July 2021

Are Real Estate Sales Slowing Down?

By Sebastian Frey

If you’re in the market to buy or sell a home, you may be paying particularly close attention to the headline news about real estate. If so, you may have seen some news stories about a cooling real estate market. Many of these stories were based off a report from Redfin, showing somewhat declining sales activity, coast to coast.

But all real estate is local, so national trends aren’t necessarily reflected in our local real estate market.  But even locally, today we are seeing a modest decline in homes going under contract, and homes sold in June, compared to March, April, and May.
This has a lot of potential homebuyers and sellers asking questions. Does this mean the sky is falling?  Have sellers missed the market?  Is the great real estate “correction” coming, and the bubble about to burst? Will we be seeing a downturn in pricing here in Santa Cruz, and surrounding areas?

I don’t think so. I think this is largely seasonal. I always tell people that we really have two “big” markets here:  spring, and fall.  We normally see a lot of sales in March, April, and May, with fewer in June, July, and August.  Then the market roars back to life for September, October, and the first part of November, before things get a bit quieter over the holidays.

I think this seasonality may be especially pronounced this year, because vacation season last year was essentially wiped out. Very few people went on any kind of vacations last year. This year, it seems that everyone who can is trying to get out of town. My Facebook feed is full of people in Hawaii, Costa Rica and Mexico. When they’re there, they’re not here, buying houses.

Of course, this is purely anecdotal. I know that many readers of this column will feel that the robust strength of the real estate market is a mirage, fueled by low interest rates, forgiven PPP loans and stimulus checks.  You may be thinking this “softening” is just the tip of a melting iceberg, and soon we’ll be awash in lower-cost real estate.
I hear that too, and of course, economic factors such as these are part of the equation. However, I’m firmly in the camp that believes we’re seeing a generational shift in the real estate market, as millennials – America’s largest generation – ramp up their buying power and appetite for real estate.

Speaking of economic factors, back in June, there was an article on Bloomberg with the headline, California Defies Doom with No. 1 U.S. Economy and the subheading which said, “The Golden State has no peers when it comes to expanding GDP, raising household income, investing in innovation and a host of other key metrics.”Go ahead and search Google for that article. The article claims that California has the best “post-COVID” economic performance of any industrialized nation in the world, excluding China. California is creating new jobs, and increasing pay for existing workers, faster than just about anywhere. I believe it’s important to look at the overall trends and dynamics before reading too much into any reporting on the real estate market. It can be very misleading to look at a single month or quarter of data and make any assumptions about longer term trends. Even so, what’s being reported shouldn’t just simply be ignored…so what does this “dip” in the real estate market mean for you?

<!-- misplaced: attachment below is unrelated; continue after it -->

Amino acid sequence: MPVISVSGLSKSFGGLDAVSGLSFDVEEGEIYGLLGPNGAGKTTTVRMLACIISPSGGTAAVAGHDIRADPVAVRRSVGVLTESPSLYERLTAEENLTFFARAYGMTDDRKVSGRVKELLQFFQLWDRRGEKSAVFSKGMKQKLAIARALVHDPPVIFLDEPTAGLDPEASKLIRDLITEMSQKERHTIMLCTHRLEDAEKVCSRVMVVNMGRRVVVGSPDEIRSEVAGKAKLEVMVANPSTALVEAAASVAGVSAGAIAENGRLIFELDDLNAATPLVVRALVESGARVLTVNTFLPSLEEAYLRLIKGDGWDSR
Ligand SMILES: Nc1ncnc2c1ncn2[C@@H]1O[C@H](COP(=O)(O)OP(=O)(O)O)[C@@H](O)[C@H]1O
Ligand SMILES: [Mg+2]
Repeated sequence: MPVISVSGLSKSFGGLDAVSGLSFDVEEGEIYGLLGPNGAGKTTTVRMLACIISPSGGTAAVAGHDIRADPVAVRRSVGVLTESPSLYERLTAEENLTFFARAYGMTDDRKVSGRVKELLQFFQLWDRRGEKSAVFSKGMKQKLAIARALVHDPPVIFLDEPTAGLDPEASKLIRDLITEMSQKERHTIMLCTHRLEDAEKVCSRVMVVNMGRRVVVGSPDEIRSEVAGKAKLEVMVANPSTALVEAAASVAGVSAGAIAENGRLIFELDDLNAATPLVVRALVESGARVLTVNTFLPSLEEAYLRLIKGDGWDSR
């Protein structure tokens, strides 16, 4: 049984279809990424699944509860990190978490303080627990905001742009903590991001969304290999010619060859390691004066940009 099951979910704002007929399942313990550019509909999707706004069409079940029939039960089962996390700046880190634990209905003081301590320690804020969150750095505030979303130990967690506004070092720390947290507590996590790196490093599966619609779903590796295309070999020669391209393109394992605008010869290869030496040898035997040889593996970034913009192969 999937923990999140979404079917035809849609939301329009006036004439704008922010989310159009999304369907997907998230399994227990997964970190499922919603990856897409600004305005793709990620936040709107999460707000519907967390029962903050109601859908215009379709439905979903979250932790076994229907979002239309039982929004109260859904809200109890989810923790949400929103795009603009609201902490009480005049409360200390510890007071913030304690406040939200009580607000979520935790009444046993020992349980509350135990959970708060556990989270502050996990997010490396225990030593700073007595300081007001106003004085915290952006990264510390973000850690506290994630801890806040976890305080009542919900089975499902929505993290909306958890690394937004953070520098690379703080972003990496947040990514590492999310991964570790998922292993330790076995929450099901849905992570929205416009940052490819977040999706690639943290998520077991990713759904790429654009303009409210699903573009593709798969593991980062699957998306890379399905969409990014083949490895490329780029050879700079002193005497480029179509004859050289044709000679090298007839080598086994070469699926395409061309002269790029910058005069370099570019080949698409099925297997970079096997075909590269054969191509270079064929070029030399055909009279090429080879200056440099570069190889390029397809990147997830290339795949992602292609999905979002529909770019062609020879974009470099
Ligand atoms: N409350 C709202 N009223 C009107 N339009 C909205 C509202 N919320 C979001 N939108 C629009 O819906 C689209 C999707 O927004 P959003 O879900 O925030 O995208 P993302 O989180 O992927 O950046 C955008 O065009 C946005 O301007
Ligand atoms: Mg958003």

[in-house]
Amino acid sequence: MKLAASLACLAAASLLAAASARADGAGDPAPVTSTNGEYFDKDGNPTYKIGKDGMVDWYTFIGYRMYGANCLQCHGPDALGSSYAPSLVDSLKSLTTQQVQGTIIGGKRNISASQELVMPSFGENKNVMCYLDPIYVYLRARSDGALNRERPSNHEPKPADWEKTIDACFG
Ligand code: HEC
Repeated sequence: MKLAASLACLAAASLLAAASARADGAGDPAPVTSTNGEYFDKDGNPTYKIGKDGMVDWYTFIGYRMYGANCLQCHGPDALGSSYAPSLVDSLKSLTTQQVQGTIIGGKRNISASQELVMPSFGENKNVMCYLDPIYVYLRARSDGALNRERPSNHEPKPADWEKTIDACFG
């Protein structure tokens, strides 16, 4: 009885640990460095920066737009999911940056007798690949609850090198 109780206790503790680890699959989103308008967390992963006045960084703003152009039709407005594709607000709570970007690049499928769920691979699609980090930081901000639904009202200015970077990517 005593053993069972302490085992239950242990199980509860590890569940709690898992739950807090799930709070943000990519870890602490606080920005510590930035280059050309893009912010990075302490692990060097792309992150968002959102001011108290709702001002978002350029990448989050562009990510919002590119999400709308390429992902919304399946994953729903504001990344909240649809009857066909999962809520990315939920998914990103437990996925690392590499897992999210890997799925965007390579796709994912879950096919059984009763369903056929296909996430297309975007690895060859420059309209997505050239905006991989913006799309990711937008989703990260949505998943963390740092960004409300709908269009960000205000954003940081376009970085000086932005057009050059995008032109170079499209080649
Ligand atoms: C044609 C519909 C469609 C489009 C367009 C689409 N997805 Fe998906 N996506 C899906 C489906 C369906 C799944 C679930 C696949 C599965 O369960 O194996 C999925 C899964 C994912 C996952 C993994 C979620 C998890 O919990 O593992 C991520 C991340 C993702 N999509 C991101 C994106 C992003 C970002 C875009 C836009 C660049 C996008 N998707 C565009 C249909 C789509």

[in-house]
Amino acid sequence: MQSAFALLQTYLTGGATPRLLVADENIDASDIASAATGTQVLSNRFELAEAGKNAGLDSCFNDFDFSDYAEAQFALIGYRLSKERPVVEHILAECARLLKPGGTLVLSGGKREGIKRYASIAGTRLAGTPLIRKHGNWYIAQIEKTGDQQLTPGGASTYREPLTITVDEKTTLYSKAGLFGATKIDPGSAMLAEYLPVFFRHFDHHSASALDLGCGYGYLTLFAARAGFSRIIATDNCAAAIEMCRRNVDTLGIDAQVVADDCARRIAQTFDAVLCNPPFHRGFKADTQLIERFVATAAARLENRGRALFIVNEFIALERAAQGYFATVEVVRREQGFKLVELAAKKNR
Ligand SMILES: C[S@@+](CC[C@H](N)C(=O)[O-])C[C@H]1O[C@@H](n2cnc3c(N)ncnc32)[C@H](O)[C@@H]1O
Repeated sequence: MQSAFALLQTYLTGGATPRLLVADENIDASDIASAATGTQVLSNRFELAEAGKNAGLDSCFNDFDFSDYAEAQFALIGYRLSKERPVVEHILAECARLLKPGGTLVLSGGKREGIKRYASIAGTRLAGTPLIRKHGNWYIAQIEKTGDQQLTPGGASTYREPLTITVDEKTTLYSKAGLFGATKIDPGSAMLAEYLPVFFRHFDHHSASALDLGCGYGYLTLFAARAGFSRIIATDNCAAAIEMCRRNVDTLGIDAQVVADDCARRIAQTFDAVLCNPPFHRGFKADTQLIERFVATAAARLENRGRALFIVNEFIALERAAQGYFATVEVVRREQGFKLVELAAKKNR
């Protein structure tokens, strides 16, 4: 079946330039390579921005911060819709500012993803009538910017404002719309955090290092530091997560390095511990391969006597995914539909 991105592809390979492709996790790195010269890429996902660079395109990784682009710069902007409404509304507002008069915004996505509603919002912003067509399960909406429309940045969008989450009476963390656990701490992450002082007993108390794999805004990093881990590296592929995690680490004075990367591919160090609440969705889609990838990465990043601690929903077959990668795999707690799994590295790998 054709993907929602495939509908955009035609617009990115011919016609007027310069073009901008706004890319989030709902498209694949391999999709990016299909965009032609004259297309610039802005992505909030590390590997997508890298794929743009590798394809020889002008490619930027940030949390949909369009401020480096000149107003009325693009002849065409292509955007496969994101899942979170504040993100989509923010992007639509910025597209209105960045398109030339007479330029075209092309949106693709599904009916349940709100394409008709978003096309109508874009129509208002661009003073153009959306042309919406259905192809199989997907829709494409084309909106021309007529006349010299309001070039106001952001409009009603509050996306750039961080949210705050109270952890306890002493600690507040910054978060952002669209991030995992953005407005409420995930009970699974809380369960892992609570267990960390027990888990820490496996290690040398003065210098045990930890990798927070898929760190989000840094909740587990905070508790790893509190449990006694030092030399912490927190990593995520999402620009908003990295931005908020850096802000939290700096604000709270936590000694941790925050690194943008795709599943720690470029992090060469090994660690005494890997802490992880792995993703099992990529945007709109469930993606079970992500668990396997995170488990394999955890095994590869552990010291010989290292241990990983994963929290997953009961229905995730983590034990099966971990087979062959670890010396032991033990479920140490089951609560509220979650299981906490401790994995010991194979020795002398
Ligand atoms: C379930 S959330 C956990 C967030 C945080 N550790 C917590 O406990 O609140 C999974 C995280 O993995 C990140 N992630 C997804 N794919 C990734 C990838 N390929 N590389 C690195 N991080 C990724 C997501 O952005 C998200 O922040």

Well, if you’re planning on selling, it means that you really, REALLY can’t just put whatever price you want to on your home and expect it will sell.  In this market, and any market, the best strategy for most homes is to price them slightly under what you expect it to sell for, and let the market dial in the price precisely, as it always does.

If you’re planning to buy, the market “softening” is unequivocally good news. There may be just a teeny tiny bit less competition out there while people are off enjoying summer, and so your odds of actually being able to find a home in your price range and a bidding war you might actually win have improved, if only slightly.

Nobody has a crystal ball; there’s no way to know for sure what the future will bring. But we can observe what’s happening now and make educated forecasts for what the future holds. One current trend which is dramatically affecting Santa Cruz is remote work. Notably, both Google and now Apple have said that going forward, employees will only need to be in the office three days per week, making a longer-distance commute much more bearable.

Locally, the Santa Cruz County Board of Supervisors has announced that half of its employees will likewise be able to work from home two days per week. The trend is clear, and it’s happening now, and Santa Cruz County, due to its proximity to the greater Bay Area, is in the crosshairs. Crazy as it may seem, this summertime “lull” in the real estate market may be your best shot at becoming a homeowner in Santa Cruz for the foreseeable future.

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